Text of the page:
The authors of the statement also called on Tajik authorities to comply with national and international standards recognized by Tajikistan and to abandon the practice of harassing journalists and putting pressure on their professional activities.
“The humiliation of journalists because of their professional activities, as well as the failure to properly respond and investigate such attacks on journalists and media representatives, can lead to a significant deterioration with the freedom of expression in Tajikistan, as impunity contributes to an atmosphere of fear, self-censorship, and a decrease in the activities of journalists and media outlets in the country," the letter said.
Ghurbati was attacked twice last month — on May 11 in Dushanbe near his home and on May 29 in the southern Khatlon region when he was working on a report about the aftermath of a recent landslide that killed two men.
Accusation of provocation
The assailants in the first attack have not yet been found, while in the second case, police tried to accuse Ghurbati of provoking the attack by entering — without permission — tents used by some local residents as temporary shelters after their houses were destroyed by the landslide.
Ghurbati rejected the claims, saying that he didn't even have a chance to enter any of the tents and that he was attacked far away from where they were located.
In the end, police identified the attackers as three local residents, who were found guilty of petty hooliganism and fined 580 somonis ($56) each.
The NGOs and journalists, meanwhile, stressed in their letter that the three attackers should have been charged with obstruction of the legitimate professional activities of a journalist, a more serious felony.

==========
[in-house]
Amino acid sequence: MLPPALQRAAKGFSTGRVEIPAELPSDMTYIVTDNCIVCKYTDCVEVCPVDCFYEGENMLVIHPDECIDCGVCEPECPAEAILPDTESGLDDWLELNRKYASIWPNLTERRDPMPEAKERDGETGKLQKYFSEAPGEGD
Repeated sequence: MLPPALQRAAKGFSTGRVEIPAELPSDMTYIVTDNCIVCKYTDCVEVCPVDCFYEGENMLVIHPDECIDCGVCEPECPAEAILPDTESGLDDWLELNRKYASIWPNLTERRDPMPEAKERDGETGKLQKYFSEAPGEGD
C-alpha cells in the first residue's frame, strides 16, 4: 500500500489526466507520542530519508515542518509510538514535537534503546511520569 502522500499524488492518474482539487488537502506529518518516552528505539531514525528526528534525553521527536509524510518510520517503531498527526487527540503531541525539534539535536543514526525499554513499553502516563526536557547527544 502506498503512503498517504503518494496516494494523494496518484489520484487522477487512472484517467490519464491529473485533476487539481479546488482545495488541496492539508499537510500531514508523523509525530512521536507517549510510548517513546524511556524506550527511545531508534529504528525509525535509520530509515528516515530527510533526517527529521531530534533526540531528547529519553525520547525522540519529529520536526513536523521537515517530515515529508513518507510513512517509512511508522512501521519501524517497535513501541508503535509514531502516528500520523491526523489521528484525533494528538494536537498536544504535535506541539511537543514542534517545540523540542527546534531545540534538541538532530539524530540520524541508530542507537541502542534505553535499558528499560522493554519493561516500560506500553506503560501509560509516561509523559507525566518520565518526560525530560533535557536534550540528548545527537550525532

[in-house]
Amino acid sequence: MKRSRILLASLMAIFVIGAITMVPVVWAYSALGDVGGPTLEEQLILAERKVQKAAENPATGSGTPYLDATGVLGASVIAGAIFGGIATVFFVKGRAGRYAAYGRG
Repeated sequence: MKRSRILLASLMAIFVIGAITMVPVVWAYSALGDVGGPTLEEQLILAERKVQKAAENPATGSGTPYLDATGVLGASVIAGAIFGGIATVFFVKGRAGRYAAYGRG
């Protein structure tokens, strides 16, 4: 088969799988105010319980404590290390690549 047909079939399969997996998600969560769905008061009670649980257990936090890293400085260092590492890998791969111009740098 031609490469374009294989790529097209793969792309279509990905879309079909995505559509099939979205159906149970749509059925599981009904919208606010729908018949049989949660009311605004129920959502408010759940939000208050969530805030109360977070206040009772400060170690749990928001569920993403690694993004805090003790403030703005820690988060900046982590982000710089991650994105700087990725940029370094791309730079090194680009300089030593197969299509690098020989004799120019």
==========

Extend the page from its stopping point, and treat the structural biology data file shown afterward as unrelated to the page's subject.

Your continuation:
The Organization for Security and Cooperation in Europe has condemned the attacks and has urged Tajik authorities to thoroughly investigate them.
In April, Reporters Without Borders (RSF) ranked Tajikistan 161st out of 180 countries for press freedom.
According to RSF, conditions for independent media working in Tajikistan have dramatically worsened in the last two years.
Turkey and Libya further strengthened their bilateral ties on Thursday in a meeting between Turkish President Recep Tayyip Erdogan and the Tripoli-based Prime Minister Fayez al-Sarraj.
During a press conference with al-Sarraj in Ankara, Erdogan said Turkey and Libya have agreed on expanding their ties, including in the Eastern Mediterranean region.FILE - Khalifa Haftar, the military commander who dominates eastern Libya, arrives to attend an international conference on Libya at the Elysee Palace in Paris on May 29, 2018.
In late May, forces of the Tripoli-based Government of National Accord (GNA), backed by Turkey, made several advances in Libya against rival forces led by Khalifa Haftar before both sides agreed this week to return to cease-fire talks.
“History will judge those who cause bloodshed and tears in Libya by supporting putschist Haftar,” Erdoğan told reporters at the press conference.
For his part, al-Sarraj declared a final victory over Haftar forces, saying “you have been defeated in Tripoli; just accept it.”
Some experts call the series of GNA victories a turning point in Libya’s six years of civil war, with Ankara emerging as the potential dominant external player in the north African country.
Experts say Erdogan hopes to shape a Libya that can preserve Turkey’s political and economic dominance in the region.